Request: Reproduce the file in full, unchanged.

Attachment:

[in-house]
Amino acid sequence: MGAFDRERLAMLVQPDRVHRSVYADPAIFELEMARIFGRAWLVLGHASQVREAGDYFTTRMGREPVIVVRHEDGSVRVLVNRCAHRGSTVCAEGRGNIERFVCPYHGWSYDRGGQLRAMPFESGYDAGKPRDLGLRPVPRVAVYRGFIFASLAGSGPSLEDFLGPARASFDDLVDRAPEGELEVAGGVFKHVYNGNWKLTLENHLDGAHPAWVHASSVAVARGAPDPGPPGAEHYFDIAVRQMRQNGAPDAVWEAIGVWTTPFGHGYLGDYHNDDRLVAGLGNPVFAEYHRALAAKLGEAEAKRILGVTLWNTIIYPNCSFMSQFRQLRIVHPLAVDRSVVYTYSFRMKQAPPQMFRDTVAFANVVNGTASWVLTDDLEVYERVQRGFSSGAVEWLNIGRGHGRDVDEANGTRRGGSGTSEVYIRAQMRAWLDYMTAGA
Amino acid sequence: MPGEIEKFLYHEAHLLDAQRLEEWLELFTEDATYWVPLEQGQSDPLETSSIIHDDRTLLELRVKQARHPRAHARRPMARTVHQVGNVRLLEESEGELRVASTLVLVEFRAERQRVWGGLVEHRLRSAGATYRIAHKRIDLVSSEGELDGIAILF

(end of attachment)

[in-house]
Amino acid sequence: MGAFDRERLAMLVQPDRVHRSVYADPAIFELEMARIFGRAWLVLGHASQVREAGDYFTTRMGREPVIVVRHEDGSVRVLVNRCAHRGSTVCAEGRGNIERFVCPYHGWSYDRGGQLRAMPFESGYDAGKPRDLGLRPVPRVAVYRGFIFASLAGSGPSLEDFLGPARASFDDLVDRAPEGELEVAGGVFKHVYNGNWKLTLENHLDGAHPAWVHASSVAVARGAPDPGPPGAEHYFDIAVRQMRQNGAPDAVWEAIGVWTTPFGHGYLGDYHNDDRLVAGLGNPVFAEYHRALAAKLGEAEAKRILGVTLWNTIIYPNCSFMSQFRQLRIVHPLAVDRSVVYTYSFRMKQAPPQMFRDTVAFANVVNGTASWVLTDDLEVYERVQRGFSSGAVEWLNIGRGHGRDVDEANGTRRGGSGTSEVYIRAQMRAWLDYMTAGA
Amino acid sequence: MPGEIEKFLYHEAHLLDAQRLEEWLELFTEDATYWVPLEQGQSDPLETSSIIHDDRTLLELRVKQARHPRAHARRPMARTVHQVGNVRLLEESEGELRVASTLVLVEFRAERQRVWGGLVEHRLRSAGATYRIAHKRIDLVSSEGELDGIAILF